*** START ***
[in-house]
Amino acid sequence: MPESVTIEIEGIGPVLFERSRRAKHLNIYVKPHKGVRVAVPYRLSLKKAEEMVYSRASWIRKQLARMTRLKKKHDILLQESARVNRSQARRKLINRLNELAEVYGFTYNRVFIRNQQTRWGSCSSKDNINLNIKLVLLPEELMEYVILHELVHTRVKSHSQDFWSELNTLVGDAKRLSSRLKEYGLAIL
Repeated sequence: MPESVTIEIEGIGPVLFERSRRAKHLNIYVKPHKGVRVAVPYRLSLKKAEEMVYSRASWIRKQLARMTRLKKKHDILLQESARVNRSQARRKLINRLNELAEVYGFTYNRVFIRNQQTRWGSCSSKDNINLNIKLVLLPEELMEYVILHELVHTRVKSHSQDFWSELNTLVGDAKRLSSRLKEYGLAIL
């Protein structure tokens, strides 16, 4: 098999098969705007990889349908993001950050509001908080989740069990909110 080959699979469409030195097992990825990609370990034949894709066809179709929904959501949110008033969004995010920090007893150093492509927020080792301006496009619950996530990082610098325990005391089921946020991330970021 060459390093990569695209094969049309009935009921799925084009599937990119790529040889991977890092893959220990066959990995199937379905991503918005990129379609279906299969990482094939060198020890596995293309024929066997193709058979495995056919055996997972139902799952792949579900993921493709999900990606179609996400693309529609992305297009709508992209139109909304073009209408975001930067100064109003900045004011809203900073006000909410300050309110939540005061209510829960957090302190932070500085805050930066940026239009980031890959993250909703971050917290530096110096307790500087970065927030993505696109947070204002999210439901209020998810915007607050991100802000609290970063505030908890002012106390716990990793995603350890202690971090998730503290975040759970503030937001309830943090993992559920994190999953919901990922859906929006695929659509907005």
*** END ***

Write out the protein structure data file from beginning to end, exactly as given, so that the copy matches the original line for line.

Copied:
[in-house]
Amino acid sequence: MPESVTIEIEGIGPVLFERSRRAKHLNIYVKPHKGVRVAVPYRLSLKKAEEMVYSRASWIRKQLARMTRLKKKHDILLQESARVNRSQARRKLINRLNELAEVYGFTYNRVFIRNQQTRWGSCSSKDNINLNIKLVLLPEELMEYVILHELVHTRVKSHSQDFWSELNTLVGDAKRLSSRLKEYGLAIL
Repeated sequence: MPESVTIEIEGIGPVLFERSRRAKHLNIYVKPHKGVRVAVPYRLSLKKAEEMVYSRASWIRKQLARMTRLKKKHDILLQESARVNRSQARRKLINRLNELAEVYGFTYNRVFIRNQQTRWGSCSSKDNINLNIKLVLLPEELMEYVILHELVHTRVKSHSQDFWSELNTLVGDAKRLSSRLKEYGLAIL
């Protein structure tokens, strides 16, 4: 098999098969705007990889349908993001950050509001908080989740069990909110 080959699979469409030195097992990825990609370990034949894709066809179709929904959501949110008033969004995010920090007893150093492509927020080792301006496009619950996530990082610098325990005391089921946020991330970021 060459390093990569695209094969049309009935009921799925084009599937990119790529040889991977890092893959220990066959990995199937379905991503918005990129379609279906299969990482094939060198020890596995293309024929066997193709058979495995056919055996997972139902799952792949579900993921493709999900990606179609996400693309529609992305297009709508992209139109909304073009209408975001930067100064109003900045004011809203900073006000909410300050309110939540005061209510829960957090302190932070500085805050930066940026239009980031890959993250909703971050917290530096110096307790500087970065927030993505696109947070204002999210439901209020998810915007607050991100802000609290970063505030908890002012106390716990990793995603350890202690971090998730503290975040759970503030937001309830943090993992559920994190999953919901990922859906929006695929659509907005």